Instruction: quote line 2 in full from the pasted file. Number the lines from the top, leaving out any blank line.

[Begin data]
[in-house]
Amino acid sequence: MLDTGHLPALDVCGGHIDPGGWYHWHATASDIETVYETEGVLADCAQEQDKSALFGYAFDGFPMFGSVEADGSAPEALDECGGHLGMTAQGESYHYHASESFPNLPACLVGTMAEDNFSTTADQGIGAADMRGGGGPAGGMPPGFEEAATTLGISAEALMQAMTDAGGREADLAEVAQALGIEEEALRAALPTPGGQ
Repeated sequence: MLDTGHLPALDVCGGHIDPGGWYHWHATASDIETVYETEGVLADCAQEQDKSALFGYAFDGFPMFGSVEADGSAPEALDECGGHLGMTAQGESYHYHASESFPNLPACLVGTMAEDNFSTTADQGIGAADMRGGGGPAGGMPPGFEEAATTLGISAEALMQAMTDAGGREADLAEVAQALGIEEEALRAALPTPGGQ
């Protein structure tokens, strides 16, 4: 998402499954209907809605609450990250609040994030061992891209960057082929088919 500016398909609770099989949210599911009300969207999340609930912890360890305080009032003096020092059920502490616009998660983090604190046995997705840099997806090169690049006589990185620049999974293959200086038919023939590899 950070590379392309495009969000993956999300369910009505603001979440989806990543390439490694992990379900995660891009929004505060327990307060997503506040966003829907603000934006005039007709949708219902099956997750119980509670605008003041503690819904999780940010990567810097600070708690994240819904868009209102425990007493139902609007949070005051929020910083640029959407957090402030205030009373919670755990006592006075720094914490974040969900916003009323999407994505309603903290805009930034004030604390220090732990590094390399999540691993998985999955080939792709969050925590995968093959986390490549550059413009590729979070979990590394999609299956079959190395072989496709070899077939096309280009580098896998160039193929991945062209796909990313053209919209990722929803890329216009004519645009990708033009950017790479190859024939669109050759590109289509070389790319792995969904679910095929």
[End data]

Amino acid sequence: MLDTGHLPALDVCGGHIDPGGWYHWHATASDIETVYETEGVLADCAQEQDKSALFGYAFDGFPMFGSVEADGSAPEALDECGGHLGMTAQGESYHYHASESFPNLPACLVGTMAEDNFSTTADQGIGAADMRGGGGPAGGMPPGFEEAATTLGISAEALMQAMTDAGGREADLAEVAQALGIEEEALRAALPTPGGQ